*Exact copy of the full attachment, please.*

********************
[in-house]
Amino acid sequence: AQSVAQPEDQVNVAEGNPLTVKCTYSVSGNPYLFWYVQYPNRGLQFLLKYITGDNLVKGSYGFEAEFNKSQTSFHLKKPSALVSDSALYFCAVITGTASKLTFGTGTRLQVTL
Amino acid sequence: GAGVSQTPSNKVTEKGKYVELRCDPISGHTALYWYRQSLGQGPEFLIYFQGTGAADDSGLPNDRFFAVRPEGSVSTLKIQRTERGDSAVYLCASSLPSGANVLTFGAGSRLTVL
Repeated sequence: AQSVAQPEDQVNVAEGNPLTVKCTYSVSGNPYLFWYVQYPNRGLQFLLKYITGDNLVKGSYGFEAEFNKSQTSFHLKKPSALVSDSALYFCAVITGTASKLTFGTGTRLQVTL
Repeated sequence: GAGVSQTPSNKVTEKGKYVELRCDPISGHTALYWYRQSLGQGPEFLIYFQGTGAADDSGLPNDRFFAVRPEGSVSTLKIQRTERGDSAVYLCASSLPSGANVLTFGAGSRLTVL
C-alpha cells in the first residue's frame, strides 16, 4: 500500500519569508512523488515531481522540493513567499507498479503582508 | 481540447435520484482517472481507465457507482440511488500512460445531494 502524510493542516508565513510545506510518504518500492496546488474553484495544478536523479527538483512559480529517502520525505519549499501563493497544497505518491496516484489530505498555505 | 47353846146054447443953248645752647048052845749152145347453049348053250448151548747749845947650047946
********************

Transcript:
[in-house]
Amino acid sequence: AQSVAQPEDQVNVAEGNPLTVKCTYSVSGNPYLFWYVQYPNRGLQFLLKYITGDNLVKGSYGFEAEFNKSQTSFHLKKPSALVSDSALYFCAVITGTASKLTFGTGTRLQVTL
Amino acid sequence: GAGVSQTPSNKVTEKGKYVELRCDPISGHTALYWYRQSLGQGPEFLIYFQGTGAADDSGLPNDRFFAVRPEGSVSTLKIQRTERGDSAVYLCASSLPSGANVLTFGAGSRLTVL
Repeated sequence: AQSVAQPEDQVNVAEGNPLTVKCTYSVSGNPYLFWYVQYPNRGLQFLLKYITGDNLVKGSYGFEAEFNKSQTSFHLKKPSALVSDSALYFCAVITGTASKLTFGTGTRLQVTL
Repeated sequence: GAGVSQTPSNKVTEKGKYVELRCDPISGHTALYWYRQSLGQGPEFLIYFQGTGAADDSGLPNDRFFAVRPEGSVSTLKIQRTERGDSAVYLCASSLPSGANVLTFGAGSRLTVL
C-alpha cells in the first residue's frame, strides 16, 4: 500500500519569508512523488515531481522540493513567499507498479503582508 | 481540447435520484482517472481507465457507482440511488500512460445531494 502524510493542516508565513510545506510518504518500492496546488474553484495544478536523479527538483512559480529517502520525505519549499501563493497544497505518491496516484489530505498555505 | 47353846146054447443953248645752647048052845749152145347453049348053250448151548747749845947650047946